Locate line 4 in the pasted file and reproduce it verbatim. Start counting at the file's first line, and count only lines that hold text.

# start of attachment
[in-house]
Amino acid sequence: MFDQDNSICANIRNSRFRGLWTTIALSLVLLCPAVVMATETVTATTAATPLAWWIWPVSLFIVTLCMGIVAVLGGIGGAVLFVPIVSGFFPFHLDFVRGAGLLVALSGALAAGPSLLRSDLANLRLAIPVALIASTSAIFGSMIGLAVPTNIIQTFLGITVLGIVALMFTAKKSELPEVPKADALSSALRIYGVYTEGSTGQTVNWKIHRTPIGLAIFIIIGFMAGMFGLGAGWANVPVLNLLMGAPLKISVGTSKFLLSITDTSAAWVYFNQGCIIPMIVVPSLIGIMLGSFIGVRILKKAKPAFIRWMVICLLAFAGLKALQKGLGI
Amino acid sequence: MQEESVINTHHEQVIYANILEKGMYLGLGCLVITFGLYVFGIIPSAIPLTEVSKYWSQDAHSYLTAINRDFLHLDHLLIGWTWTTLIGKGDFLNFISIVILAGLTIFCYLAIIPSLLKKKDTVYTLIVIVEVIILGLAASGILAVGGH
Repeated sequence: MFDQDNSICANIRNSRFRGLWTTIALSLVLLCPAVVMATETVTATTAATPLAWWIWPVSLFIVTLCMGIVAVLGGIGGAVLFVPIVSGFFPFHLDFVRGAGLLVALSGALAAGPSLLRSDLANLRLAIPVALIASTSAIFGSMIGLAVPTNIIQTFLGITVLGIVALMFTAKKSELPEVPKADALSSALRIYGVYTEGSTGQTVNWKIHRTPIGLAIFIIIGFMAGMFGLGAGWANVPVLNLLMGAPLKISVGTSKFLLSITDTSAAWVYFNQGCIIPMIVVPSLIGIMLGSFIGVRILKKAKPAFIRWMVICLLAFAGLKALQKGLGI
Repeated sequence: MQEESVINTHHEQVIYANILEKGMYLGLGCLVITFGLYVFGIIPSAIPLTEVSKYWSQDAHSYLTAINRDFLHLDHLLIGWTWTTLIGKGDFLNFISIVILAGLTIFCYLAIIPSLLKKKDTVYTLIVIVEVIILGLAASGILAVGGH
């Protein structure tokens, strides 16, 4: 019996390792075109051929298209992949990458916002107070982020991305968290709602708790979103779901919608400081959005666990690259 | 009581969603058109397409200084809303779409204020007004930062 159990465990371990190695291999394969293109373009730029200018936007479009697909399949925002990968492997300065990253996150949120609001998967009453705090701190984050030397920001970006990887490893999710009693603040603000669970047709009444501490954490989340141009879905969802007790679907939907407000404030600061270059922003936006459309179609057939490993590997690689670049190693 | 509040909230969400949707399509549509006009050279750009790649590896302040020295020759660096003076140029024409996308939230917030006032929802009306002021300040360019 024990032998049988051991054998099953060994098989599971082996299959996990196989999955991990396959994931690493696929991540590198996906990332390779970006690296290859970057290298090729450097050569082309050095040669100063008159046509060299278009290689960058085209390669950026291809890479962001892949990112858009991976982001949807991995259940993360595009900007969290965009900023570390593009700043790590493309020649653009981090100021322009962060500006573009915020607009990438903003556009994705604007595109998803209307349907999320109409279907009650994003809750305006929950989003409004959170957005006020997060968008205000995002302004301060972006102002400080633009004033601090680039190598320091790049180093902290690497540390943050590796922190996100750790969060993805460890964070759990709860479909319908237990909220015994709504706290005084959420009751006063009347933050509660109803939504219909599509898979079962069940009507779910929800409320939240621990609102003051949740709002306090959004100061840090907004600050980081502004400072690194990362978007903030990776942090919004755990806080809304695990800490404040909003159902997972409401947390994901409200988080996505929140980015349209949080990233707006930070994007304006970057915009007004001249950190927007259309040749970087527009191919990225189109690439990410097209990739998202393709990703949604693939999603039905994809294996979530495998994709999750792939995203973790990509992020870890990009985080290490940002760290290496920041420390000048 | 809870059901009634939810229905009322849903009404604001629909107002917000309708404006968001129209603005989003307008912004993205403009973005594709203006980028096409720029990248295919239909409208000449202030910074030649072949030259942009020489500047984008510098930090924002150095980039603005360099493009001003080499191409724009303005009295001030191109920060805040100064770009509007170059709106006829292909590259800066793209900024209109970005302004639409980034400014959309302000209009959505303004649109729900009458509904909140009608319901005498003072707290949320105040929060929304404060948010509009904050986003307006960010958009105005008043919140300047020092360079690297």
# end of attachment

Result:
Repeated sequence: MFDQDNSICANIRNSRFRGLWTTIALSLVLLCPAVVMATETVTATTAATPLAWWIWPVSLFIVTLCMGIVAVLGGIGGAVLFVPIVSGFFPFHLDFVRGAGLLVALSGALAAGPSLLRSDLANLRLAIPVALIASTSAIFGSMIGLAVPTNIIQTFLGITVLGIVALMFTAKKSELPEVPKADALSSALRIYGVYTEGSTGQTVNWKIHRTPIGLAIFIIIGFMAGMFGLGAGWANVPVLNLLMGAPLKISVGTSKFLLSITDTSAAWVYFNQGCIIPMIVVPSLIGIMLGSFIGVRILKKAKPAFIRWMVICLLAFAGLKALQKGLGI